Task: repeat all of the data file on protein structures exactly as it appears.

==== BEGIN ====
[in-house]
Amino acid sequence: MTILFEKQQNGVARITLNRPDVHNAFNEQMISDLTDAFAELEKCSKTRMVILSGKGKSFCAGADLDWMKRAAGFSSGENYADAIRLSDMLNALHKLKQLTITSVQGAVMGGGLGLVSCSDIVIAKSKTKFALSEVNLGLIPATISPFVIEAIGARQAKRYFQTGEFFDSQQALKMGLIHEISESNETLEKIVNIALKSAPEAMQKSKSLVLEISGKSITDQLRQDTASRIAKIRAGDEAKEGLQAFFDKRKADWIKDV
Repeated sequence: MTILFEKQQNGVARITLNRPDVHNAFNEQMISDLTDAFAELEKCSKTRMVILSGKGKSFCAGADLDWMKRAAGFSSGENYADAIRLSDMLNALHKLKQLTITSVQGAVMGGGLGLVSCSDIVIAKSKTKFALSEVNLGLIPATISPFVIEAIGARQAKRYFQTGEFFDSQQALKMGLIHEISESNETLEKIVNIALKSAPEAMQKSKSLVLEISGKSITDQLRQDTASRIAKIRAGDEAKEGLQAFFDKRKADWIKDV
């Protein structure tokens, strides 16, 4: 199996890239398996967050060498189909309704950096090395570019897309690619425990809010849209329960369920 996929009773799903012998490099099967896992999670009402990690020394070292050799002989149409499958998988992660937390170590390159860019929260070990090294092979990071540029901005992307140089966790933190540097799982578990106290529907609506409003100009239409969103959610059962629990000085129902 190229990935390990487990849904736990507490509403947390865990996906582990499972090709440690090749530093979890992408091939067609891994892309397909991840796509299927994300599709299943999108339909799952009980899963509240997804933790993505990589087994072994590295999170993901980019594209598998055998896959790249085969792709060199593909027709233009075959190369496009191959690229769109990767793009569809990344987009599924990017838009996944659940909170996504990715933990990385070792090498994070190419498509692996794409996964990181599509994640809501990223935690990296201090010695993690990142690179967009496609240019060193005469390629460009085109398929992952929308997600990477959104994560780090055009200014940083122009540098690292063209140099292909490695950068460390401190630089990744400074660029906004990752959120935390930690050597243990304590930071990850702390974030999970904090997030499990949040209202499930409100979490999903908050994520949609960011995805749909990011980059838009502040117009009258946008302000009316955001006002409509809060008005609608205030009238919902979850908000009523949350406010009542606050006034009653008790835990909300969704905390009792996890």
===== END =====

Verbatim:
[in-house]
Amino acid sequence: MTILFEKQQNGVARITLNRPDVHNAFNEQMISDLTDAFAELEKCSKTRMVILSGKGKSFCAGADLDWMKRAAGFSSGENYADAIRLSDMLNALHKLKQLTITSVQGAVMGGGLGLVSCSDIVIAKSKTKFALSEVNLGLIPATISPFVIEAIGARQAKRYFQTGEFFDSQQALKMGLIHEISESNETLEKIVNIALKSAPEAMQKSKSLVLEISGKSITDQLRQDTASRIAKIRAGDEAKEGLQAFFDKRKADWIKDV
Repeated sequence: MTILFEKQQNGVARITLNRPDVHNAFNEQMISDLTDAFAELEKCSKTRMVILSGKGKSFCAGADLDWMKRAAGFSSGENYADAIRLSDMLNALHKLKQLTITSVQGAVMGGGLGLVSCSDIVIAKSKTKFALSEVNLGLIPATISPFVIEAIGARQAKRYFQTGEFFDSQQALKMGLIHEISESNETLEKIVNIALKSAPEAMQKSKSLVLEISGKSITDQLRQDTASRIAKIRAGDEAKEGLQAFFDKRKADWIKDV
């Protein structure tokens, strides 16, 4: 199996890239398996967050060498189909309704950096090395570019897309690619425990809010849209329960369920 996929009773799903012998490099099967896992999670009402990690020394070292050799002989149409499958998988992660937390170590390159860019929260070990090294092979990071540029901005992307140089966790933190540097799982578990106290529907609506409003100009239409969103959610059962629990000085129902 190229990935390990487990849904736990507490509403947390865990996906582990499972090709440690090749530093979890992408091939067609891994892309397909991840796509299927994300599709299943999108339909799952009980899963509240997804933790993505990589087994072994590295999170993901980019594209598998055998896959790249085969792709060199593909027709233009075959190369496009191959690229769109990767793009569809990344987009599924990017838009996944659940909170996504990715933990990385070792090498994070190419498509692996794409996964990181599509994640809501990223935690990296201090010695993690990142690179967009496609240019060193005469390629460009085109398929992952929308997600990477959104994560780090055009200014940083122009540098690292063209140099292909490695950068460390401190630089990744400074660029906004990752959120935390930690050597243990304590930071990850702390974030999970904090997030499990949040209202499930409100979490999903908050994520949609960011995805749909990011980059838009502040117009009258946008302000009316955001006002409509809060008005609608205030009238919902979850908000009523949350406010009542606050006034009653008790835990909300969704905390009792996890």